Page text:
Another major problem is that Oracle is publicly talking about Commerce Cloud 100% of the time.  The roadmap for that solution is detailed and expansive.  In contrast the core ATG Oracle Commerce platform, which has been adopted as the core of eCommerce for hundreds of major global companies, has virtually no roadmap, and appears to be getting zero attention from Oracle (Sales, Marketing, Engineering).  At the Oracle CX 2016 conference, there was no content about Oracle Commerce, everything was focused on Commerce Cloud, even though most of the attendees focused on the eCommerce tracks were existing customers who have massive investments in their On Prem ATG Oracle Commerce platforms, and who couldn’t move to the Cloud solution (due to lack of features and integrations) even if they wanted to (which most do not).  These companies, as well as the ecosystem of Oracle Commerce system integrators, are feeling betrayed by Oracle, and are not seeing a viable future for the platform they have embraced so fully and invested in so heavily.

In my 18 years in the ATG ecosystem I have never heard so many long time ATG Oracle Commerce clients so angry, and talking so seriously about re-platforming on non-Oracle eCommerce solutions.  System Integrators who have been ATG shops since their creation are embracing Hybris and Magento because Oracle isn’t selling any new Oracle Commerce deals.  Oracle has a major damage control situation here, and I haven’t seen any sign that they realize it.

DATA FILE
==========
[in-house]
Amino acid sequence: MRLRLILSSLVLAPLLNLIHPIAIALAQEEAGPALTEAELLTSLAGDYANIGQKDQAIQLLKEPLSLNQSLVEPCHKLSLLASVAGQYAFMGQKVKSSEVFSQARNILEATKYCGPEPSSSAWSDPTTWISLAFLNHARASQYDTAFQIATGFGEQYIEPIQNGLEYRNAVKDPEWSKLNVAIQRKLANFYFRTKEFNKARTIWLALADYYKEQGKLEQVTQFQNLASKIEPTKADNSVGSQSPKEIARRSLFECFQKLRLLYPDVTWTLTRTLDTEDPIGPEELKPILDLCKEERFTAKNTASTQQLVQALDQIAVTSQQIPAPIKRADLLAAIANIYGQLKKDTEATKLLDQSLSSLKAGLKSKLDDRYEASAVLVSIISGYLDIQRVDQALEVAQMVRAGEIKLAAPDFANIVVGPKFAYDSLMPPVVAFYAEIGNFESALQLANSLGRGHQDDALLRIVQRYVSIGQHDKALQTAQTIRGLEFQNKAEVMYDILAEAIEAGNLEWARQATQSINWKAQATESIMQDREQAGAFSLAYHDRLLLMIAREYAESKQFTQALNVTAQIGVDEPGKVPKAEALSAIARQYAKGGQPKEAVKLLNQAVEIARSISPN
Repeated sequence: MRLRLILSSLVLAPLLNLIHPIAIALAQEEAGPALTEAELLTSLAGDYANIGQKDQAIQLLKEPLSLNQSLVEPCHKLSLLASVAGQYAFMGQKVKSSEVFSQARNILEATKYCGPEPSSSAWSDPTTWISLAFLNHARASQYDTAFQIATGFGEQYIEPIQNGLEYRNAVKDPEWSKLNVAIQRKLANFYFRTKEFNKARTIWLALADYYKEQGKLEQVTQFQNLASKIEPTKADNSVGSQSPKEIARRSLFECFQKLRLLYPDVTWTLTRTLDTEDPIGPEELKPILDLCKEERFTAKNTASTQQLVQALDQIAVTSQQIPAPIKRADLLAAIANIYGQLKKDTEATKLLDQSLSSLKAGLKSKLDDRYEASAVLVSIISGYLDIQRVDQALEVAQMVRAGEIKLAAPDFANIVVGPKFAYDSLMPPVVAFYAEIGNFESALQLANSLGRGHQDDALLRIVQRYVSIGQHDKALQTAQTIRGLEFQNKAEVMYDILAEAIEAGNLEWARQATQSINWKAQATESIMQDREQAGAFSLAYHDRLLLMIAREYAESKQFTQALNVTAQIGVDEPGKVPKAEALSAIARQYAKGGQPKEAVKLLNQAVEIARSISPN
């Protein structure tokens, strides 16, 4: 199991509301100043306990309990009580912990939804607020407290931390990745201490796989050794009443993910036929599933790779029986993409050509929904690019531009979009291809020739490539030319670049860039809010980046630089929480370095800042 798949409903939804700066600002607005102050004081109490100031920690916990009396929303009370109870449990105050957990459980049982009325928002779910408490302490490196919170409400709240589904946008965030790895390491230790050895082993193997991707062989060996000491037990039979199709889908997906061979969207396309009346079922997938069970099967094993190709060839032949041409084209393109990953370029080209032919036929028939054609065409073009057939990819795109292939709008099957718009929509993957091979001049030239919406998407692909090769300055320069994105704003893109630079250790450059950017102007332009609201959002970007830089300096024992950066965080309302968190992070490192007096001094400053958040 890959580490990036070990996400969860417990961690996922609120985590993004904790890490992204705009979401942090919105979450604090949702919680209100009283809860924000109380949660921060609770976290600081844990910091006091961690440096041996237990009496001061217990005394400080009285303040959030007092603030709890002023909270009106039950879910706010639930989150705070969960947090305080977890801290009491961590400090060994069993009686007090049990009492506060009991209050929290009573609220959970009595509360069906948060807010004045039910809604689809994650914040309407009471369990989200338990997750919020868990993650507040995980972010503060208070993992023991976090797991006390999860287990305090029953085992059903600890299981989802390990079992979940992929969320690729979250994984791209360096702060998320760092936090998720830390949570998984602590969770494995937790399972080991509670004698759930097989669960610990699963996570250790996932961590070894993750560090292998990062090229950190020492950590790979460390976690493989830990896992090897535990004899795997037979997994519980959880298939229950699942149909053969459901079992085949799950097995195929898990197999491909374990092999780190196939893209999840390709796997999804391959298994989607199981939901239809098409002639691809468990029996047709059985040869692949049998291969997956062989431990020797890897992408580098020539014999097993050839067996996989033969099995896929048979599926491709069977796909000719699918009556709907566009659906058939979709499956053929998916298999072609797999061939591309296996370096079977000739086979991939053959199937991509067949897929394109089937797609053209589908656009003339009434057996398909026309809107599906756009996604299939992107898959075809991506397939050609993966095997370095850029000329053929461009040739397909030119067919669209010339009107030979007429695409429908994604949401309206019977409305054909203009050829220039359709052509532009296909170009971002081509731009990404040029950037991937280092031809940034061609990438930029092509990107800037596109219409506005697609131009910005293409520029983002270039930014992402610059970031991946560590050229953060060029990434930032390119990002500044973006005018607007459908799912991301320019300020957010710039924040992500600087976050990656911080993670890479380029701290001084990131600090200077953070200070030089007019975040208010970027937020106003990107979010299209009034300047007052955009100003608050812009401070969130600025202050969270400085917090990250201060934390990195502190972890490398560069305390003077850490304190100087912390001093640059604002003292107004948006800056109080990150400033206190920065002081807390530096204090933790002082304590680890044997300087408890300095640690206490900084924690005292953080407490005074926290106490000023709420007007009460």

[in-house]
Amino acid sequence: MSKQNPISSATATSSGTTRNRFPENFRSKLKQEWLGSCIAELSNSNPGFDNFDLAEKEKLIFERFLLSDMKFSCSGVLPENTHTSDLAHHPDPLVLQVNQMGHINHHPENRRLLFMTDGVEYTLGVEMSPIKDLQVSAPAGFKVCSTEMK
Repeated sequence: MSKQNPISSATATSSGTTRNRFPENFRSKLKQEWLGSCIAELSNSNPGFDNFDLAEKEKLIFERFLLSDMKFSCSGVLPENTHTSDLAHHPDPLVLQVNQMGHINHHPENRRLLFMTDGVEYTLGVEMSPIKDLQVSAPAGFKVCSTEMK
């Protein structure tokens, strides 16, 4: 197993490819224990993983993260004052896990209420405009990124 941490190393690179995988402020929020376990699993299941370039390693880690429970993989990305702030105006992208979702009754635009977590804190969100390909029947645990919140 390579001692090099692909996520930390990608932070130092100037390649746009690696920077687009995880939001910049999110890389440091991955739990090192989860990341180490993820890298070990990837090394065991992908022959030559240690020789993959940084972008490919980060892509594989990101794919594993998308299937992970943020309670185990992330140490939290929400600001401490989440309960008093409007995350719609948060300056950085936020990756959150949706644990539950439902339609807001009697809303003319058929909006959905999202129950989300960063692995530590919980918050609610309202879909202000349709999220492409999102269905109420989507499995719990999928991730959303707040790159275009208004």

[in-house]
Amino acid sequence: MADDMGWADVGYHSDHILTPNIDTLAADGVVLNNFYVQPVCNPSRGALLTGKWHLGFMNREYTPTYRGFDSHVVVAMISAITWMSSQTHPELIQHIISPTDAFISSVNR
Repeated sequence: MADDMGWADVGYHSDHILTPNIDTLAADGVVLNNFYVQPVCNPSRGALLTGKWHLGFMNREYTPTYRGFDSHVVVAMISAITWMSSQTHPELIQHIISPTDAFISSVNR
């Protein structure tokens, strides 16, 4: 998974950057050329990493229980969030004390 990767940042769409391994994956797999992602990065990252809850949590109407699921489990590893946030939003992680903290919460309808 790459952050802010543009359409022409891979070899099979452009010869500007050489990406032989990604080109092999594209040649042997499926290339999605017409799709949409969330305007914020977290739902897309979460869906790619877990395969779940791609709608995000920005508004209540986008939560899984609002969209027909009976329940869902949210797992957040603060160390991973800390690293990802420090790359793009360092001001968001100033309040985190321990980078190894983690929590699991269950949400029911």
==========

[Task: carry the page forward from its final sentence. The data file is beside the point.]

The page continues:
To be clear, I am a committed believer in the on-premise ATG Oracle Commerce platform.  It has the best technology, and is a great choice for large enterprise retailers (and others).  There are so many major companies who have fully invested in ATG Oracle Commerce, who could never move to a SaaS offering, that I feel there’s just no way for Oracle to pull the plug on such an important, and revenue generating, product offering.

Here’s hoping that Oracle’s “Cloud” frenzy doesn’t sink their leading position in the enterprise eCommerce market space, while they try to grab a little slice of the mid-market.

Further Reading:

By | 2017-05-18T15:15:03+00:00 June 8th, 2016|ATG|6 Comments